Out-Law News 3 min. read
19 May 2023, 2:22 pm
As the UK parliament prepares to debate a petition by families of students that have died by suicide while at university, is it possible that additional statutory duties could be imposed upon UK’s higher education providers to protect the health, safety and wellbeing of their students, legal experts have said.
Higher education expert Julian Sladdin of Pinsent Masons said that providers in the UK should take note of a petition calling for a change in law to impose upon universities a statutory duty of care towards students in the same way an employer has towards its employees. Such a law, if introduced, would mean that universities would have a duty to protect their students from reasonably foreseeable harm, caused by either direct actions or a failure to act. The petition highlights the growing pressure on universities to provide more efforts and resources to support student wellbeing and prevent student from harm and suicide.
Sladdin said that universities currently do not have the same defined legal duty for safeguarding their students as colleges and schools have. They have a more limited duty of care to ensure that students have a safe environment in which they can live, work and study.
“This duty of care may apply when a student is physically on campus, in student accommodation, undertaking placements or overseas study, participating in sports or social activities away from campus, or when studying online depending on what responsibilities have been assumed. Whether a duty of care arises, or has been breached, will depend on the facts of a case,” said Sladdin.
However, a duty of care does exist for staff and for students under the age of 18 in higher education. Families behind the campaign are seeking parity and legislative clarity on a duty of care for all students in the higher education sector. The petition has reached the 100,000 signature threshold at which a debate in parliament is considered, and this has been scheduled for 5 June.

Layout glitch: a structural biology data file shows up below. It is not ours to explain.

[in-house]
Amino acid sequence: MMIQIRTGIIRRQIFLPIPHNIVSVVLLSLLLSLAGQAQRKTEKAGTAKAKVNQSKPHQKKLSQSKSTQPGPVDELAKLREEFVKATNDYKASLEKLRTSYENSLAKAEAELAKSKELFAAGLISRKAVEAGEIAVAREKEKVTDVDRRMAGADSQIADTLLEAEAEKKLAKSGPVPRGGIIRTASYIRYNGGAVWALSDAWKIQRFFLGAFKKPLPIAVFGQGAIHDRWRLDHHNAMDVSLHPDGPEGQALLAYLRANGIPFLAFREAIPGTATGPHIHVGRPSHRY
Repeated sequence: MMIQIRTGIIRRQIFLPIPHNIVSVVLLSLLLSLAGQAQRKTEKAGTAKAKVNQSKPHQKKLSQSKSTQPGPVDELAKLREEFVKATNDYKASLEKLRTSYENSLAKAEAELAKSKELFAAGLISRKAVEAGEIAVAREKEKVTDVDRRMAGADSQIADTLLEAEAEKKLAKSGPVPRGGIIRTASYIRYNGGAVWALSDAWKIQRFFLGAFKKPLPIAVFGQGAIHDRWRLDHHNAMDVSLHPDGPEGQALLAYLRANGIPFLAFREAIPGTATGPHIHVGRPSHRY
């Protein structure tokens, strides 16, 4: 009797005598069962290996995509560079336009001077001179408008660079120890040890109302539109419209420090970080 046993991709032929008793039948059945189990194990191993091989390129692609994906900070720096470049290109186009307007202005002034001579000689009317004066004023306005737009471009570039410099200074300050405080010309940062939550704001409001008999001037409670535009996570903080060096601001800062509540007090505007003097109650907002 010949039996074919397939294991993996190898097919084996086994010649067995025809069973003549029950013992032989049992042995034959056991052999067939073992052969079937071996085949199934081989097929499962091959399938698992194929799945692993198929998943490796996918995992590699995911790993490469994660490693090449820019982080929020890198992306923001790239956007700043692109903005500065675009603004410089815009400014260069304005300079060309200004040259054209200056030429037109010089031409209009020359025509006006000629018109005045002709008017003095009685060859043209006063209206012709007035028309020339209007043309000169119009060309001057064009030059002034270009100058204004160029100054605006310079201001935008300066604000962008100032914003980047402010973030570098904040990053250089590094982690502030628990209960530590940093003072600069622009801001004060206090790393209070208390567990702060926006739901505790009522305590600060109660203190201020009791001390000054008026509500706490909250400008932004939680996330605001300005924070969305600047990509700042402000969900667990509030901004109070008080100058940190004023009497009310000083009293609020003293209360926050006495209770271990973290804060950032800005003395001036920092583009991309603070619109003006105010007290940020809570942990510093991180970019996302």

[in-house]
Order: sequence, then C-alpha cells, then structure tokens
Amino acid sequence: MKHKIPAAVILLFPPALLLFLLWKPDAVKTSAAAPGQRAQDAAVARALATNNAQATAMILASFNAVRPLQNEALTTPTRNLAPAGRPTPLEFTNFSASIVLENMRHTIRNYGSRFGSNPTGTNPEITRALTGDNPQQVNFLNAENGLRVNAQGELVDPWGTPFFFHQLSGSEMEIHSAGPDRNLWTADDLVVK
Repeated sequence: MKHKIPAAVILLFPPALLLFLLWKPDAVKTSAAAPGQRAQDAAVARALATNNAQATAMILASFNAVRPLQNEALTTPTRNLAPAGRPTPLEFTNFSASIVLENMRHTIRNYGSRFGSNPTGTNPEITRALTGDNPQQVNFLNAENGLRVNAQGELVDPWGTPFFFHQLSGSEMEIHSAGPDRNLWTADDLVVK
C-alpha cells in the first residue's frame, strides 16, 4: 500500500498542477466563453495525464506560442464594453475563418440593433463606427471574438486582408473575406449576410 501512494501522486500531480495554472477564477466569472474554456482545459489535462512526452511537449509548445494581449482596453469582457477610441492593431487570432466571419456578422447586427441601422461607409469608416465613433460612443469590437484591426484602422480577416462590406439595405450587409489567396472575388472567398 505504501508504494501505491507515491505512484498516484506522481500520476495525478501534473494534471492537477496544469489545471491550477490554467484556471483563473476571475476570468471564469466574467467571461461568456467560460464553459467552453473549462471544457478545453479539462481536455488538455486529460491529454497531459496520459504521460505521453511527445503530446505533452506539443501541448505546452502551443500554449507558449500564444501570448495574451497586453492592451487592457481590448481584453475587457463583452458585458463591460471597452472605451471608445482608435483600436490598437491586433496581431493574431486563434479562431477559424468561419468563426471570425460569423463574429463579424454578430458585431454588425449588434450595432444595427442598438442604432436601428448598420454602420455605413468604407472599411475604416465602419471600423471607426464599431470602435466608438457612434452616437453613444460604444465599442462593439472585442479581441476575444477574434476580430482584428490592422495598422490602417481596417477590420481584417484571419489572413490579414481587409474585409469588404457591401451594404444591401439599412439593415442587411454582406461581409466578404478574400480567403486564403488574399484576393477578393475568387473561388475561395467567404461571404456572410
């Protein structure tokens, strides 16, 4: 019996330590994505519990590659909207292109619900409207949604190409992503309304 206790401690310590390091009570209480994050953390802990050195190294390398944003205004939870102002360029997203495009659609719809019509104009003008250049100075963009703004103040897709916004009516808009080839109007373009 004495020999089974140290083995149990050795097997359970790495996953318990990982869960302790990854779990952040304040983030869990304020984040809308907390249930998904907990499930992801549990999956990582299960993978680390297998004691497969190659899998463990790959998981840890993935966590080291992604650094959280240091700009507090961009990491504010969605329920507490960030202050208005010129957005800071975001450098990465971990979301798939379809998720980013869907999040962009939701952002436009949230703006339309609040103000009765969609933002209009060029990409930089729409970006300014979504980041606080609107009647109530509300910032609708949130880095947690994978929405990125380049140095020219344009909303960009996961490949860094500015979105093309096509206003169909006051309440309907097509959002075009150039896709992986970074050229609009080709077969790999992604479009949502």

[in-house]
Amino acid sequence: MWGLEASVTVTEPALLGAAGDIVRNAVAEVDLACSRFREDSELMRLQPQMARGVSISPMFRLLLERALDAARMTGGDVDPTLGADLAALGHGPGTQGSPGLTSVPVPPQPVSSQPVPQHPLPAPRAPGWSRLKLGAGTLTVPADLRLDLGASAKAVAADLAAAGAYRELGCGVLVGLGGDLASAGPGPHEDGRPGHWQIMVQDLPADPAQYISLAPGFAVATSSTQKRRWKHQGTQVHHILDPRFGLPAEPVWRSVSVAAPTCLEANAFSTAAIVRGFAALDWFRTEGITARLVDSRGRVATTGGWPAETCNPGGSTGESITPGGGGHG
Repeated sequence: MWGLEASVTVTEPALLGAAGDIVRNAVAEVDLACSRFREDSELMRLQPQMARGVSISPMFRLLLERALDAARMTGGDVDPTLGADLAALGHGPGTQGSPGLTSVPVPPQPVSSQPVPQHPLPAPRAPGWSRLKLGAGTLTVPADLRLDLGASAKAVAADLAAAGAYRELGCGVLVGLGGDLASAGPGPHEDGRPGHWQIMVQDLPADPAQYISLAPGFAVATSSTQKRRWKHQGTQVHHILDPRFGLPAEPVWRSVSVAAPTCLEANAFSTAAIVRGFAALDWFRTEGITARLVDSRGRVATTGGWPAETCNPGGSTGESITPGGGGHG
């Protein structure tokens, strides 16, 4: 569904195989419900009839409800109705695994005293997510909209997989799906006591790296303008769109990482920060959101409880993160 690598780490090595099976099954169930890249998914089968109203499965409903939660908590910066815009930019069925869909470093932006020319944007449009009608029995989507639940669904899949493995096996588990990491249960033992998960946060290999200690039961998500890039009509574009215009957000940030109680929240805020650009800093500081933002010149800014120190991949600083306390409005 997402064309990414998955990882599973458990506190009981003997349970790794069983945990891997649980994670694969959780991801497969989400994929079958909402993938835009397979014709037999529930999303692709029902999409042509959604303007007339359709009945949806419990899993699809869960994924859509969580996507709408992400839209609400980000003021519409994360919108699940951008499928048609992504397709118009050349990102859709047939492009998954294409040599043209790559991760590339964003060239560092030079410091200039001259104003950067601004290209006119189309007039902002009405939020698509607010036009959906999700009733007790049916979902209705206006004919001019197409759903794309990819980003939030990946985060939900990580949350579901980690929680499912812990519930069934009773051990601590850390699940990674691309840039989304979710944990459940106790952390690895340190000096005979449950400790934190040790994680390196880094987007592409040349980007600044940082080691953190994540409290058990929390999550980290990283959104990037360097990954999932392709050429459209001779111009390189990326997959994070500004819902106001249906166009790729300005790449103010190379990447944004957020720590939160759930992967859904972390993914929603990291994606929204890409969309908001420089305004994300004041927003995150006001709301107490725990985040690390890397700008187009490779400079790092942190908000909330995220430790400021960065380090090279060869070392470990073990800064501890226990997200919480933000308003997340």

The Department for Education stated in its response to the petition that “higher education providers do have a general duty of care to deliver educational and pastoral services to the standard of an ordinarily competent institution and, in carrying out these services, they are expected to act reasonably to protect the health, safety and welfare of their students. This can be summed up as providers owing a duty of care to not cause harm to their students through the university’s own actions.”
Also in its response, the Department for Education referred to data provided by the Office for National Statistics (ONS) on suicide among higher education students in England and Wales, which showed a significantly lower suicide rate in HE students compared with the wider population of similar age.
The government body said that “further legislation to create a statutory duty of care, where such a duty already exists, would be a disproportionate response.”
The duty of care owed to students by universities was explored in detail recently in a case brought against The University of Bristol by the family of a student named Natasha Abrahart, who died by suicide while studying at the university. In this case, the judge found no duty was breached by the university, although he said that if there had been a duty of care it would have been breached for the same reasons as the claim which succeeded under the 2010 Equality Act.
“While it remains to be seen whether parliament consider a change in the law is required, student wellbeing will continue to be high on the agenda for universities. Since the Abrahart case, universities are being subject to further scrutiny at inquests and could be open to further challenge in the civil courts for claims under the Equality Act,” said Sladdin.
“As the law continues to develop in this area universities should ensure greater clarity around roles and responsibilities when it comes to student wellbeing and more joined up thinking and cross departmental collaboration to avoid the types of issues the Abrahart case highlighted. There would undoubtedly be a benefit to providing better funded NHS mental health support to enable easier and more effective referrals for students experiencing poor mental health while at university,” he suggested.
Health and safety law expert Sean Elson of Pinsent Masons said: “Recently, we have seen various coroners’ courts across the UK conduct complex and in depth inquests into the deaths of students that have died by suicide. Universities are being required to play an increasingly central role in such inquests often being asked to provide witness evidence and submit detailed information about their policies and procedures in relation to student wellbeing for review and consideration by the coroner”.
“Whether or not a statutory duty is imposed, we expect in depth assessments of how universities manage student wellbeing including the steps they take to learn from any student death will continue to be high on the agenda in inquests into student deaths by suicide,” he said.
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